My love of Thanksgiving came early in my life. We read stories in school and dressed up like pilgrims and Native Americans, made finger-turkeys and read about the Mayflower and the traumas of crossing the Atlantic during the long winter voyage and marveled at the religious convictions of the pilgrims moving to a new unsettled continent.
My brothers and I salivated at the thought of roasted turkey, dressing, mashed potatoes, and freshly homemade pumpkin pies that we would carry across Emmett Valley’s Freezeout Hill to Boise for a traditional family dinner with grandparents. Inevitably, the roads were icy, and we slipped and slid up the curvy hill in our Studebaker with our father swearing the entire trip.
My love of the holiday grew as I celebrated our first Thanksgiving with my new husband’s family in Connecticut. They added a high school football game to the food and fun, and we downed quite a few amber colored liquids that were hidden in rather large purses while watching the game between Norwich and New London, a rivalry since 1869. Dinner was late and relatives arrived from all over New England until late into the night with active conversations (a euphemism for loud arguments) on politics and religion.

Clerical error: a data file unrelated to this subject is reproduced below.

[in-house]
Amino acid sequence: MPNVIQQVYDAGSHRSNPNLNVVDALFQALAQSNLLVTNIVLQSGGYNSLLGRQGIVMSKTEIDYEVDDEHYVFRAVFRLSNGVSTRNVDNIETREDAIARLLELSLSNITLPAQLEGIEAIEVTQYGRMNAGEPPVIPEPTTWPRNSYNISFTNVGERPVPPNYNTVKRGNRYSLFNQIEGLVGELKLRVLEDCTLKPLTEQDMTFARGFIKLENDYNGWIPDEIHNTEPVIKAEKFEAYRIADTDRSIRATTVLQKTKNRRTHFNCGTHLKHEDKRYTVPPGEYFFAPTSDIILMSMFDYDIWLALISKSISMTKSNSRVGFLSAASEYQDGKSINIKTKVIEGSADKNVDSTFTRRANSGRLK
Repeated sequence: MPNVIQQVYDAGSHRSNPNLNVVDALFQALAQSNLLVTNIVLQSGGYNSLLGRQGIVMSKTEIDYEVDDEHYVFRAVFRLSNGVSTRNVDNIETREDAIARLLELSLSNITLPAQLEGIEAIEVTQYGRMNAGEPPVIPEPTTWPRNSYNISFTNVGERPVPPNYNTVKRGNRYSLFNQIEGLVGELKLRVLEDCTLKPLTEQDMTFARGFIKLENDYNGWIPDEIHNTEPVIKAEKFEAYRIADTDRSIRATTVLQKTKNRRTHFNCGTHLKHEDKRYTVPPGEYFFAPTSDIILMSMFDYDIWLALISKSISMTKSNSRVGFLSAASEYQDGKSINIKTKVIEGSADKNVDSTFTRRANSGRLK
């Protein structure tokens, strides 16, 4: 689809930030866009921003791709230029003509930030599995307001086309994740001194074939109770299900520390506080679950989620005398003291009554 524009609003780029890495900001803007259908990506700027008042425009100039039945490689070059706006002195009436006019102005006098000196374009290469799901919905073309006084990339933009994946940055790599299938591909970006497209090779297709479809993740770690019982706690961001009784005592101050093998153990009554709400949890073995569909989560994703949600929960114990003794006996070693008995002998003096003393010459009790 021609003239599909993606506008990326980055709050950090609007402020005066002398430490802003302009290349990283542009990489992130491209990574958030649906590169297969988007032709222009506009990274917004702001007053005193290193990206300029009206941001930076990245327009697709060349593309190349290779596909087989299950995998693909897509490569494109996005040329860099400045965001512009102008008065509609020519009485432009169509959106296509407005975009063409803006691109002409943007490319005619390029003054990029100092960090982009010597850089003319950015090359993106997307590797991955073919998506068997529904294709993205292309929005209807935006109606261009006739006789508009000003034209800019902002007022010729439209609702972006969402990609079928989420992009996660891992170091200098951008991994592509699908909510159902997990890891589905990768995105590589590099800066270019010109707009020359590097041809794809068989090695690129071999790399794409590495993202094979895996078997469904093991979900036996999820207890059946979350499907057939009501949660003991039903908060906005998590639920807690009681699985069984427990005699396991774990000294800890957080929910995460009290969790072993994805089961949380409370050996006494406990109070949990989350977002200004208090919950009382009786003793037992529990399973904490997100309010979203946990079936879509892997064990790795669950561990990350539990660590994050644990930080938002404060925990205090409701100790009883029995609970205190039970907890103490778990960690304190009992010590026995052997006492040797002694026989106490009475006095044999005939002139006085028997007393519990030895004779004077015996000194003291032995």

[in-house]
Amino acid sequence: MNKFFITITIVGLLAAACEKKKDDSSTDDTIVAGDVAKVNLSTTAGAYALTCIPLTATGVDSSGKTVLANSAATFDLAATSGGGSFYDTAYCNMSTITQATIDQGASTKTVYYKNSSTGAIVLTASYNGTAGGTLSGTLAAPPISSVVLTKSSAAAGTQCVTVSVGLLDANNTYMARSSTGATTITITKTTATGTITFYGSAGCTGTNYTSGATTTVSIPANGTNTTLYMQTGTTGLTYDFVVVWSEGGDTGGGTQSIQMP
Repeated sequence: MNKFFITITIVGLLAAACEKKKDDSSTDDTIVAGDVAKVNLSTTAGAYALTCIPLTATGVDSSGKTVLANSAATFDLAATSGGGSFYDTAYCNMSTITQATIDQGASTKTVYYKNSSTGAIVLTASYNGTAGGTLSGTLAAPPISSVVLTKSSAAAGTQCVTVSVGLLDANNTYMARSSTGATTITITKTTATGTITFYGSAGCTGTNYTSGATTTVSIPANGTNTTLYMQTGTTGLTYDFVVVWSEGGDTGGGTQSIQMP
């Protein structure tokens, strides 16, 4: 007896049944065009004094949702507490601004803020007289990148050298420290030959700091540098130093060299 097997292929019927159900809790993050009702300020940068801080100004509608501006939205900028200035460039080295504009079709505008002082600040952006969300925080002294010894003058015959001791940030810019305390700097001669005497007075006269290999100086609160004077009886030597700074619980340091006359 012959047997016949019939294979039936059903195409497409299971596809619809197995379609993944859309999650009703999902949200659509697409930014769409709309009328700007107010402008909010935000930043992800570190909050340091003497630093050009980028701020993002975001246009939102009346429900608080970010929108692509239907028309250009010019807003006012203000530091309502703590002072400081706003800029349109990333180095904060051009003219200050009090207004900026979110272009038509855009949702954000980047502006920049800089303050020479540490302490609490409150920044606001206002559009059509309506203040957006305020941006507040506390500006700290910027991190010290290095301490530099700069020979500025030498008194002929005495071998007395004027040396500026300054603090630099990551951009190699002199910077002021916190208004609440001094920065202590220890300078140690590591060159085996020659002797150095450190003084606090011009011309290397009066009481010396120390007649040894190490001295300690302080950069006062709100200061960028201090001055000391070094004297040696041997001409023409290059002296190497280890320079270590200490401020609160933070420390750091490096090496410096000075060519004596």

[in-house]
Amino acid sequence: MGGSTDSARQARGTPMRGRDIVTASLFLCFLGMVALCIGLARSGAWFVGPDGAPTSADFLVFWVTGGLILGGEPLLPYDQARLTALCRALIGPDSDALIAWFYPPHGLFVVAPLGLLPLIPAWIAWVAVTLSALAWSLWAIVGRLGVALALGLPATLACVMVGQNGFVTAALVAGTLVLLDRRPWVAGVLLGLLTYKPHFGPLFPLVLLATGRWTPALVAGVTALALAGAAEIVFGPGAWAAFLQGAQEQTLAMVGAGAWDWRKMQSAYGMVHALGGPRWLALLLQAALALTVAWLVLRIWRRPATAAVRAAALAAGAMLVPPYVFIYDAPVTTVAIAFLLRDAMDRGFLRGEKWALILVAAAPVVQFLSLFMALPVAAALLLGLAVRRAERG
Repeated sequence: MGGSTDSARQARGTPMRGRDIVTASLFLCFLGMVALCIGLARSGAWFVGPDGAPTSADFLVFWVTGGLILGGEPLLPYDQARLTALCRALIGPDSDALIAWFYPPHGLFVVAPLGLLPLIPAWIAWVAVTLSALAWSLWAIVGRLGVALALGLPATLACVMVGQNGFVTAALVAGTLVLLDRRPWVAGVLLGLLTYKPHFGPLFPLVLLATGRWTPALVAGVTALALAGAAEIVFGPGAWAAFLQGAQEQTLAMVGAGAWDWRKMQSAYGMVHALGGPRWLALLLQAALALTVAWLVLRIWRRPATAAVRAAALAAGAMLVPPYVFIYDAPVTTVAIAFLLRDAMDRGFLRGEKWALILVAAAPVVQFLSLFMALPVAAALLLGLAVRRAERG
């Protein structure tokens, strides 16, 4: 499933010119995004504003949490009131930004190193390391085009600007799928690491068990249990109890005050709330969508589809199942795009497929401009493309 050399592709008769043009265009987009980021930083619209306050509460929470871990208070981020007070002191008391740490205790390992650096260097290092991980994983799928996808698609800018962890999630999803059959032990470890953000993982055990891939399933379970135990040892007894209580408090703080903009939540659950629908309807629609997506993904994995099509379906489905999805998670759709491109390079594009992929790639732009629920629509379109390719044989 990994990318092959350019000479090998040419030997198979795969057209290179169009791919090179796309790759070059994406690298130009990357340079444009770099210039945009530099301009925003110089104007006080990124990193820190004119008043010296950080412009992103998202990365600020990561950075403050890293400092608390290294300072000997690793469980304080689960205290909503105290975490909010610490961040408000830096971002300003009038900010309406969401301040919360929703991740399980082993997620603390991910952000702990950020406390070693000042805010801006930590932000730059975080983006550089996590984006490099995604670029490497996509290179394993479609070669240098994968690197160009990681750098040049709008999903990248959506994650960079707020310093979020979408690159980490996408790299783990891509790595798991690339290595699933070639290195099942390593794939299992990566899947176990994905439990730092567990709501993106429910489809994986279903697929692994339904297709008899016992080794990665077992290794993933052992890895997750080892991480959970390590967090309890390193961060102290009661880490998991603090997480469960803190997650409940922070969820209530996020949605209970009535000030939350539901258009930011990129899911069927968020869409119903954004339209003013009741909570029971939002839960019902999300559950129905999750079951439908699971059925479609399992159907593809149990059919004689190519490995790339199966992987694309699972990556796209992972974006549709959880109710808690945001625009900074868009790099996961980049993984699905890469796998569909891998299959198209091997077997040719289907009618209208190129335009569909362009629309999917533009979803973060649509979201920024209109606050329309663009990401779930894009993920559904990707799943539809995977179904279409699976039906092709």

The tradition of Thanksgiving became real when I learned that Robert Cushman gave the first Thanksgiving sermon in Plymouth, Massachusetts. The holiday became a source of pride, knowing I had married real roots to Plymouth Rock and recognized the stories of my childhood.
And, as if challenging even the best holiday to be better, it upped its game when our daughter was born the day after Thanksgiving. Tom was in Vietnam, but the Red Cross magically found him and sent him a message. The telegram appeared three days after her birth, but at least he got it and was able to celebrate with his brother at the officer’s club.
Thanksgiving is a time for giving thanks, and we have much to be thankful for, a stable country, safe and friendly communities, and freedoms galore. My life has changed this year, with Covid and Tom’s passing, but I am thankful for what I have which is more than any average person could hope for. Happy Thanksgiving and best wishes for a lovely day.
Please mask up…let’s get rid of the C-Virus so we can share Thanksgiving with our loved ones next year!
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